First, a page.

In all of those places, Jesus is so desperately needed.
As I stand before you in splendid array tonight, I know I’ll spend a mere 3 minutes outside in the cold as I return to my cozy home. Before bed, I’ll look excitedly at our glorious tree which has more than enough presents underneath it and give thanks for all my blessings. And I know with certainty that if Christ chose to be born once more on this night, my house would not make the short list of places for the angel to visit. I live in Jerusalem and work at the temple. The angel would head to Worcester or Lawrence or to the family just barely scrapping by or the houseful of immigrants or the nursing home or the prison or to the guys sleeping under the overpass just trying to make it one more night.
I’ve been watching Christmas films as an Advent practice this year. What has interested me most of all is if Hollywood gets it, if the true message of Christmas can be found in feature length Christmas films (and yes, I’ve found that to be the case more often than not). I started out the weekend of Thanksgiving with “The Bishop’s Wife,” an old classic staring Carey Grant as an angel named Dudley sent to answer the prayers of a new episcopal bishop and his wife. As a friend once said, if you’re going to have an angel show up to answer your prayers, who wouldn’t want him to look like Carey Grant.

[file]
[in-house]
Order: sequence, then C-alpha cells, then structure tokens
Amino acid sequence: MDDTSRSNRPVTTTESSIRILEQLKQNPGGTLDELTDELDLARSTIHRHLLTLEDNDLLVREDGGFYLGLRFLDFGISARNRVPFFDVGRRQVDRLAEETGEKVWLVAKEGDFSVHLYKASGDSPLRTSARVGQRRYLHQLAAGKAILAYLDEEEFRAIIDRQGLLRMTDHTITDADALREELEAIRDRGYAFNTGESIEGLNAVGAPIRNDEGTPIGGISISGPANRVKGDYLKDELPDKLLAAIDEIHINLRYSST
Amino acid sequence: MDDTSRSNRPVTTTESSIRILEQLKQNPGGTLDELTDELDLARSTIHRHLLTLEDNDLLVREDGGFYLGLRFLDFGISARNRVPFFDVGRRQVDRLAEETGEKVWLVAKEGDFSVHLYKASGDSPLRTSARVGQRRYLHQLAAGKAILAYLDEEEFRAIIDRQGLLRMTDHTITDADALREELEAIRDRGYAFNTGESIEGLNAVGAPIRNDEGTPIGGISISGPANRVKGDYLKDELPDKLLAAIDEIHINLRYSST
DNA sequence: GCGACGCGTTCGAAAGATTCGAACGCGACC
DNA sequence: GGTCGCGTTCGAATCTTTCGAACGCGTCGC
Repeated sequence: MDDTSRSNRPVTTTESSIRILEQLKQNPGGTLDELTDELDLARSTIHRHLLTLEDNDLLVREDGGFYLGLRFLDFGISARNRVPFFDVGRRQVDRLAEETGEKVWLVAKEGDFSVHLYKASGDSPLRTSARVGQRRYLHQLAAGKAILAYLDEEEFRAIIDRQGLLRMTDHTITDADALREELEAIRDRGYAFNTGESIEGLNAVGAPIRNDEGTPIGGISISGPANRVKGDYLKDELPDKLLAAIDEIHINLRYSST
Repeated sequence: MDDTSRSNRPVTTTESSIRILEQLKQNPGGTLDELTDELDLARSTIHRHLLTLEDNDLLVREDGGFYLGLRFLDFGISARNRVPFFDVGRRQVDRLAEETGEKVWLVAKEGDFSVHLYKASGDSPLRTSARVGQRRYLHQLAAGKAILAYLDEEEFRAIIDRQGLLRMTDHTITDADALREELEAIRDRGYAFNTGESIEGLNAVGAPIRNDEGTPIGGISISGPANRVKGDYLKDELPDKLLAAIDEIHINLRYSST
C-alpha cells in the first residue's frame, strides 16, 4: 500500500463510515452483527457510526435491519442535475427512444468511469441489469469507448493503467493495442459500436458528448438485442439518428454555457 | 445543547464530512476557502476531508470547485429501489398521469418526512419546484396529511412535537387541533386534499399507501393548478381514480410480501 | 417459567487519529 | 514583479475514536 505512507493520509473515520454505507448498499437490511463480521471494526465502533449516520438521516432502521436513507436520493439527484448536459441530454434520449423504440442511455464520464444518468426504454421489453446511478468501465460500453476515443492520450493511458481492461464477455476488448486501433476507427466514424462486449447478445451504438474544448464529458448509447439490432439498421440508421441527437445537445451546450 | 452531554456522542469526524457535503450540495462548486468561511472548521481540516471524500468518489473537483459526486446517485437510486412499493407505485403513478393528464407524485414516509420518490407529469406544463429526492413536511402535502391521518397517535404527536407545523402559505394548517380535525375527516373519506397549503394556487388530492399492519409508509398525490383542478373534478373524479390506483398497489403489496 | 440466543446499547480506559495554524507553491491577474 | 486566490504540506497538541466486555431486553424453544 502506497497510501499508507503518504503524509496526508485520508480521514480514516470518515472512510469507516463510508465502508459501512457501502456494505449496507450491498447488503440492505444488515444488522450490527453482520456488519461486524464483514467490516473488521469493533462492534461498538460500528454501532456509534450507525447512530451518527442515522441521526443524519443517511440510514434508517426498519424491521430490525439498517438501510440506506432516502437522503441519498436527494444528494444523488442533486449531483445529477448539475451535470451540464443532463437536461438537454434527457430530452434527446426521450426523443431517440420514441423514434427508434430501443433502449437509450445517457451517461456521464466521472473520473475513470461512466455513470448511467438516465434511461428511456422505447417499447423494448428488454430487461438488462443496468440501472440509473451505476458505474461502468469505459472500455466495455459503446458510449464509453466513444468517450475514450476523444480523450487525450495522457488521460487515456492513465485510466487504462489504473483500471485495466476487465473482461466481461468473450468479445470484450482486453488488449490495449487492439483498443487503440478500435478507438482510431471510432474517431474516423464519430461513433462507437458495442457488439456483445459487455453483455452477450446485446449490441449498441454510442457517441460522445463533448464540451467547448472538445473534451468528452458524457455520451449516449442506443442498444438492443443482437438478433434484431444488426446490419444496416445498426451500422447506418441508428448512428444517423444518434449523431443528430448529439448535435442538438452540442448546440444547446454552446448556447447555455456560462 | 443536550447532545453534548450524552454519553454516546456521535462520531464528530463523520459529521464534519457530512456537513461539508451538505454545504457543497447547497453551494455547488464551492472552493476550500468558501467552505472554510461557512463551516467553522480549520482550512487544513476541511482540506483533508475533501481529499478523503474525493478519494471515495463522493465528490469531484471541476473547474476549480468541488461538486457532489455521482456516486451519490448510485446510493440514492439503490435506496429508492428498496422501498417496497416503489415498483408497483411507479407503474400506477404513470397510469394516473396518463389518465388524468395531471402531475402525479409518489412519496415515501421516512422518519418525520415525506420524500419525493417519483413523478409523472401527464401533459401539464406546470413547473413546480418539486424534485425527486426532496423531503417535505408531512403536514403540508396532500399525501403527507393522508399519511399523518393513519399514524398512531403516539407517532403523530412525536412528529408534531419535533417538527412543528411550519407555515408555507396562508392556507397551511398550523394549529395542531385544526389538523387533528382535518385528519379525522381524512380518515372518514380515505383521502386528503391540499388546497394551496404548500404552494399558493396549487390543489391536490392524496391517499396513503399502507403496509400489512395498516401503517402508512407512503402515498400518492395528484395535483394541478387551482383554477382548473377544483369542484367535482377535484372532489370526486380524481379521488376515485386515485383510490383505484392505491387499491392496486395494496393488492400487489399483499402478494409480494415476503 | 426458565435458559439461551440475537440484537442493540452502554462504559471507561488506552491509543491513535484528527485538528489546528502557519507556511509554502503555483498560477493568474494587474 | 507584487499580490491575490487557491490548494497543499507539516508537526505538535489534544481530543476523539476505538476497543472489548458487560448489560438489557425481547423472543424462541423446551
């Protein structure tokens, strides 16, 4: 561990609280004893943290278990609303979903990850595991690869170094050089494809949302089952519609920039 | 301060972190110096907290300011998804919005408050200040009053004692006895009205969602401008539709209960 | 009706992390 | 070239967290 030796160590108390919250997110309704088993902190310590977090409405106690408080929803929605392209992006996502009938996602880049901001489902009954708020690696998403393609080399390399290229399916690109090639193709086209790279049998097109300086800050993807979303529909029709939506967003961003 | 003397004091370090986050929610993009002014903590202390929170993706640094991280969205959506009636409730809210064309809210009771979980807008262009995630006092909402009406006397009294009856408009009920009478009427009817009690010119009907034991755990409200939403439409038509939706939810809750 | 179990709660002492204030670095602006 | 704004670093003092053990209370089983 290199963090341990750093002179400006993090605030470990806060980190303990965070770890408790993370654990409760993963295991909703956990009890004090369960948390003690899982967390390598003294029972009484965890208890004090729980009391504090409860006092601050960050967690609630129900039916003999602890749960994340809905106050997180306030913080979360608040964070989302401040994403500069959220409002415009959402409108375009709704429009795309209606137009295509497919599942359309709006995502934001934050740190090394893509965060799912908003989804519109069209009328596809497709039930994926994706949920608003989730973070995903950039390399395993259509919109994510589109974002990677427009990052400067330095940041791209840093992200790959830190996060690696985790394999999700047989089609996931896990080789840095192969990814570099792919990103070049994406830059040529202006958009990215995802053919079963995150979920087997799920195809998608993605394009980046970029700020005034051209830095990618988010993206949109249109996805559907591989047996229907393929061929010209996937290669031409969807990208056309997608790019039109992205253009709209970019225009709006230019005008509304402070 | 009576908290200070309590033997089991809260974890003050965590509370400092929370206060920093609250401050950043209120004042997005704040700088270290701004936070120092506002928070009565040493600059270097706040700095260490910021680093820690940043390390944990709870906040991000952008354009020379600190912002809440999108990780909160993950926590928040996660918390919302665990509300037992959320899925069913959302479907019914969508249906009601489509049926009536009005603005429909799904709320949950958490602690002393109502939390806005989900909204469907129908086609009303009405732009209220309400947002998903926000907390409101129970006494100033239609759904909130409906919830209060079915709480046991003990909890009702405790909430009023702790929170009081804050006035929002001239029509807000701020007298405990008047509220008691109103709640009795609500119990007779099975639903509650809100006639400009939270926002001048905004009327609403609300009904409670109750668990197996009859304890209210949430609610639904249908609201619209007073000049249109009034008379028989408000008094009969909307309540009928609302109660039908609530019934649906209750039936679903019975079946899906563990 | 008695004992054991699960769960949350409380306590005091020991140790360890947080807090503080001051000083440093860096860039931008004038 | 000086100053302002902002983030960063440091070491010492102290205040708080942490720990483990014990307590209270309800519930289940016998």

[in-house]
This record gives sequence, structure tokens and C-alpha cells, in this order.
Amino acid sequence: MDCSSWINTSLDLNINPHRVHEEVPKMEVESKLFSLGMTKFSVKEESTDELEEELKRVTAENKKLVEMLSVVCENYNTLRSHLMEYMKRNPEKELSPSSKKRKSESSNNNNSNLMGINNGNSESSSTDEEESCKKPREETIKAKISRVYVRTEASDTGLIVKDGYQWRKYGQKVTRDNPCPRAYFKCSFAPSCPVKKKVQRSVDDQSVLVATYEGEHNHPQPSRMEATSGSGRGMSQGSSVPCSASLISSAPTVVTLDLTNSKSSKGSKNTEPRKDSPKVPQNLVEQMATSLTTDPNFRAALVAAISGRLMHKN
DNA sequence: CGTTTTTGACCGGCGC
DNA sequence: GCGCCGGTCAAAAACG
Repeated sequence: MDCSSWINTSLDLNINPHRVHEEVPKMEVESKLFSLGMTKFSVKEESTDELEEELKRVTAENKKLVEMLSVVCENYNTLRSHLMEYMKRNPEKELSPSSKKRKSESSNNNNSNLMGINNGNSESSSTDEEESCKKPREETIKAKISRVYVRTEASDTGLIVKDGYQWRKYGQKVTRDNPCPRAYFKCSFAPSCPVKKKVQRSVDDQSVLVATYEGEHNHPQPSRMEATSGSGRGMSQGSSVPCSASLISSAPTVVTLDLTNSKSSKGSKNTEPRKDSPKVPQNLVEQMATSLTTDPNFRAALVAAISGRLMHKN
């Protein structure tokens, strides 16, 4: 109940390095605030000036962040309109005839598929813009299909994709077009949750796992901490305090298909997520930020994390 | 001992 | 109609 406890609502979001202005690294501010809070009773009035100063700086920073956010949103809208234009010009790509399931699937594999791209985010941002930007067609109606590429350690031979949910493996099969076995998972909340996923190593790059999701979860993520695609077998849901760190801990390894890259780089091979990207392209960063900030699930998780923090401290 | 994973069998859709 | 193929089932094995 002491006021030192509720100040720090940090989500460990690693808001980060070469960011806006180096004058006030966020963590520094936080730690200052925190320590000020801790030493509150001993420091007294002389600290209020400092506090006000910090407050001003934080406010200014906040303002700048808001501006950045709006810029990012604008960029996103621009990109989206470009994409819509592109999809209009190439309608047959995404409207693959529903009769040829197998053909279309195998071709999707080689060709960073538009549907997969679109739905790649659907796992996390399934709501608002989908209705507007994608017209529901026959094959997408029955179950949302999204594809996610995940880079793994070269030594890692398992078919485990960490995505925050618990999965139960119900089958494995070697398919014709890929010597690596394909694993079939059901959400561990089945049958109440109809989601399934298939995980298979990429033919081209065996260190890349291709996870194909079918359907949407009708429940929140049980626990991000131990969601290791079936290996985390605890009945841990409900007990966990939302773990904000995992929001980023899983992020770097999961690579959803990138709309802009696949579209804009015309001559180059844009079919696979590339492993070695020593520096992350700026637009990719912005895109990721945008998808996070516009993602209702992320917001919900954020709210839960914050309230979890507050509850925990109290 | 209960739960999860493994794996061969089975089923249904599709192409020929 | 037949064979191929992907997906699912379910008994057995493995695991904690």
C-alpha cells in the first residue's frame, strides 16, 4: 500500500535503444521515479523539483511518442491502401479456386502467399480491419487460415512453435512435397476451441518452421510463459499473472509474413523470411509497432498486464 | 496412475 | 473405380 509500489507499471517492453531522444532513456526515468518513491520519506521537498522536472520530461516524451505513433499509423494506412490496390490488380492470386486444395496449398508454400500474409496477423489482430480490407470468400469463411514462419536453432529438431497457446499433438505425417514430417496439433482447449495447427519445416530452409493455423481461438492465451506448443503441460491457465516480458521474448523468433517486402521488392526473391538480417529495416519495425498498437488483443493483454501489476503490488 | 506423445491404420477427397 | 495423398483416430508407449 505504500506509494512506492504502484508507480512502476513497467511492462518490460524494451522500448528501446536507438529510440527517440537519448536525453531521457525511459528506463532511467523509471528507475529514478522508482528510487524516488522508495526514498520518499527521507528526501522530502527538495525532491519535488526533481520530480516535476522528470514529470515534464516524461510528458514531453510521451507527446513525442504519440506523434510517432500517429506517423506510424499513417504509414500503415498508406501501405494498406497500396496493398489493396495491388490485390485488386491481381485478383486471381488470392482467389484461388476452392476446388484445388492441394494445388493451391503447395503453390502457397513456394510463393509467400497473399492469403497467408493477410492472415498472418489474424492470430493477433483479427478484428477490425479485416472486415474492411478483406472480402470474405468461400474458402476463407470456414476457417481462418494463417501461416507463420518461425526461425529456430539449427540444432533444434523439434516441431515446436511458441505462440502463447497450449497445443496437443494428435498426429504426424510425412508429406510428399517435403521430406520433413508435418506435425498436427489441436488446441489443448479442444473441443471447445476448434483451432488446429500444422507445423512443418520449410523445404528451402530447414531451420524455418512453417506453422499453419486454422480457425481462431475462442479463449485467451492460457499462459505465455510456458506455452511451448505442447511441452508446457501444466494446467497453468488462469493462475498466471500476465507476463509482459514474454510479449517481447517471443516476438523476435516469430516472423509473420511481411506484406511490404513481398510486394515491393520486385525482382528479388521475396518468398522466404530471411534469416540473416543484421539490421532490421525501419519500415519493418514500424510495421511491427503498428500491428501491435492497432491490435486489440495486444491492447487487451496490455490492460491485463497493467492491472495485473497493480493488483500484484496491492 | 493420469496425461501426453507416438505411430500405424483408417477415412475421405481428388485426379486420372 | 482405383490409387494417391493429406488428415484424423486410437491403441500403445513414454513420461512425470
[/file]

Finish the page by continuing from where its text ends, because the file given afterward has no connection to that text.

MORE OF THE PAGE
The bishop is in the thick of a capital campaign, trying to raise millions in order to build a new cathedral. He is constantly seen in despair as he loses his very soul over the project, in addition to losing his connection with his wife and daughter who are being sacrificed on the altar of his work. Dudley attempts to lead him toward peace, but as the bishop gets closer and closer to Christmas Eve, he feels it all slipping away.